Kikar Hamedina (literally – the National Square), designed by architects Oscar Niemeyer, Aba Elchanani and Israel Lotan , with its residential buildings and shops at its perimeter, has become over the years one of the prominent landmarks of the city of Tel Aviv. The brutalistic residential buildings surrounding the square are made of exposed concrete and silicate blocks, the high-end retail shops and consumer culture at its sides, and the speeding traffic along the circular street rounding the largest square in the city, all served as inspiration in the process of designing the gallery.
At the front of the gallery located at the corners of He Be’Iyar and Lipski streets, lies a potential for attracting the attention of pedestrians and drivers alike.
Iconic treatment to the façade with a rhythm of exposed and unprocessed steel strips resembling a price tag barcode, creates a landmark and focal point for drivers rounding the square among the series of anemic and similar looking storefronts alongside the square. For the pedestrian, the barcode at the façade and the high display walls inside which utilize the entire height of the space provokes curiosity and offers measured opportunities to glance into the fascinating interior of the gallery.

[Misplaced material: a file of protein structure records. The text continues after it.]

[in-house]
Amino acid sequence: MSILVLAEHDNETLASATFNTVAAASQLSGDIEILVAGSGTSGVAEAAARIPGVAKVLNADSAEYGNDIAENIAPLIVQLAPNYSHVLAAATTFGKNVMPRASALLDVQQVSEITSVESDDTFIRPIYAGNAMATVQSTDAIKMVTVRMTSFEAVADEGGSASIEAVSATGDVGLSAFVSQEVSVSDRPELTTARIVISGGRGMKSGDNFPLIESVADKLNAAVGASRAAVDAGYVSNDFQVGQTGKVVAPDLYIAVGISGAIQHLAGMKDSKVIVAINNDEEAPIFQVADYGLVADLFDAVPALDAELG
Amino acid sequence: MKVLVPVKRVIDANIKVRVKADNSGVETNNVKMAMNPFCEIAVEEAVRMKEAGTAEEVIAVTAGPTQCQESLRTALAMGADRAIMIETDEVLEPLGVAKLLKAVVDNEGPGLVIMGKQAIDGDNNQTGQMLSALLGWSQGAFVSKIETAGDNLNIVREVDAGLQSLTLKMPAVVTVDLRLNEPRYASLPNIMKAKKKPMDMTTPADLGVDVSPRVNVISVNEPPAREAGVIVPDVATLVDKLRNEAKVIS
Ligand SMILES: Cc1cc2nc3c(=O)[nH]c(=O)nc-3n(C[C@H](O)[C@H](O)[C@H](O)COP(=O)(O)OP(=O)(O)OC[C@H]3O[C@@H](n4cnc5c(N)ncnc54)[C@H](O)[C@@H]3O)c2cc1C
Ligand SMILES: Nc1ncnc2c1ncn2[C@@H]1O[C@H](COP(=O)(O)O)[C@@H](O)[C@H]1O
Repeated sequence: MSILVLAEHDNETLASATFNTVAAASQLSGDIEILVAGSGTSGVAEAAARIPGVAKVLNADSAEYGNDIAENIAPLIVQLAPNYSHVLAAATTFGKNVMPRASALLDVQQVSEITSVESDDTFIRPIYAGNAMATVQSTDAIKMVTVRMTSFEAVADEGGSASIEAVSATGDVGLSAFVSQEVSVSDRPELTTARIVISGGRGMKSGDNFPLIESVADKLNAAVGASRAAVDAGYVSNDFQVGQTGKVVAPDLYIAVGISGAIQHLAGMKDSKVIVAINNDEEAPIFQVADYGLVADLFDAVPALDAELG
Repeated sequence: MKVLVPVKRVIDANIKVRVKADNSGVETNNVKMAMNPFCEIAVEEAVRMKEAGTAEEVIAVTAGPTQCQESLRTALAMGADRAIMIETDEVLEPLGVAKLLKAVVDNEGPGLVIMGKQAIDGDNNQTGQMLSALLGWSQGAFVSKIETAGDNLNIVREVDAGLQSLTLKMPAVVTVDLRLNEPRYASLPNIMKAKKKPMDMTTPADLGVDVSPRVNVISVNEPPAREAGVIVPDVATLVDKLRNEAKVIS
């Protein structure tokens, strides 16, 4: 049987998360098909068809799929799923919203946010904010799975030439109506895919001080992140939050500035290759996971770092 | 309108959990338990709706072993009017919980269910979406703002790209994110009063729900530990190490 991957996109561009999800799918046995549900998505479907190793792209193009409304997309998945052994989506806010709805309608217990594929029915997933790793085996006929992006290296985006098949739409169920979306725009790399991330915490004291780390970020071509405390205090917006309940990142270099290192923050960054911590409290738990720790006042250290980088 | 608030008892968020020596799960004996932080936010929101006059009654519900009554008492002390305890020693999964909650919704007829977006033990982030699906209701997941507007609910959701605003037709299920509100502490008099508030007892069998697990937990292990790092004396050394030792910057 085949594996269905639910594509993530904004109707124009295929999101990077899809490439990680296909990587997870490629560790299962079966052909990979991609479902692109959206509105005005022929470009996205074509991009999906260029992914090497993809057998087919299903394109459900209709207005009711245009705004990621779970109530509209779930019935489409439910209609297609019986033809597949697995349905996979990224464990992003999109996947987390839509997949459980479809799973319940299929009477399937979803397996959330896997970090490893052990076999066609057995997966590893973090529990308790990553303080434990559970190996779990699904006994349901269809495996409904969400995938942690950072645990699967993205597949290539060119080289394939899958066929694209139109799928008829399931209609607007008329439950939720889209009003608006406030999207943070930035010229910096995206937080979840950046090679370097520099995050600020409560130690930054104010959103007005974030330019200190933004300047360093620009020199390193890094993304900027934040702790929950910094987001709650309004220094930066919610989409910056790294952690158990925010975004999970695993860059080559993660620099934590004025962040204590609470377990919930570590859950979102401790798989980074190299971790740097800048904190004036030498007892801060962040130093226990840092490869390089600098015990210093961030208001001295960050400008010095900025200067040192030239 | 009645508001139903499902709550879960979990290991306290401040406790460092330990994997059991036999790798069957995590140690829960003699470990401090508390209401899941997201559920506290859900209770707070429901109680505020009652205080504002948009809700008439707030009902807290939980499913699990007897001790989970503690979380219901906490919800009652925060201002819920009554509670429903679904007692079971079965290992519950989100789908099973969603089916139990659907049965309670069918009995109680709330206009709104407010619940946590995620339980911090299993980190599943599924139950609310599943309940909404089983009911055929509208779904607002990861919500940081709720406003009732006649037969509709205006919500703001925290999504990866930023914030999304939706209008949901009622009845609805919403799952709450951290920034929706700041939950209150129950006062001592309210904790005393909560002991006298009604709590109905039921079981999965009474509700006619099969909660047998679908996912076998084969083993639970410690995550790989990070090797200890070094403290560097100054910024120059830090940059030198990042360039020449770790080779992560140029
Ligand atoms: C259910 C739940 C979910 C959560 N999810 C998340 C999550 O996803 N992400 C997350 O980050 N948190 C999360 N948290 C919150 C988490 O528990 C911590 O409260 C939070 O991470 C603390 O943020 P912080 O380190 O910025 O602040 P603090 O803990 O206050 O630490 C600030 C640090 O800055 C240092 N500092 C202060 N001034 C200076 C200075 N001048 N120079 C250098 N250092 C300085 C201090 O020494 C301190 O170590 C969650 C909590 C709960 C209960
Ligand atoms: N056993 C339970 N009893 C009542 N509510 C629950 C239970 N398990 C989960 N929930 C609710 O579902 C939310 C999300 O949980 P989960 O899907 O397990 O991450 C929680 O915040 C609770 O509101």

Using rough and nontransparent material at a set rhythm over the façade creates a two-way dialogue of light and shadow towards the inside of the gallery during daylight and towards the street at night.
The internal space defined by vertical walls and tall steel strips gives the space a gothic reverence. The stairs, made of lengthwise steel strips folded and supported by tension cables, create the link between the ground level which acts as the prolog for the main exhibit space on the lower level.
Choosing to create a minimalist and clean internal space and to architecturally characterize the gallery by emphasizing the façades and their uniqueness, creates a comfortable and flexible platform in the internal space for displaying art while at the same time stressing the gallery’s branding towards the outside echoing the spirit of the artwork selection to the viewer from the square.
Photography: Amit Geron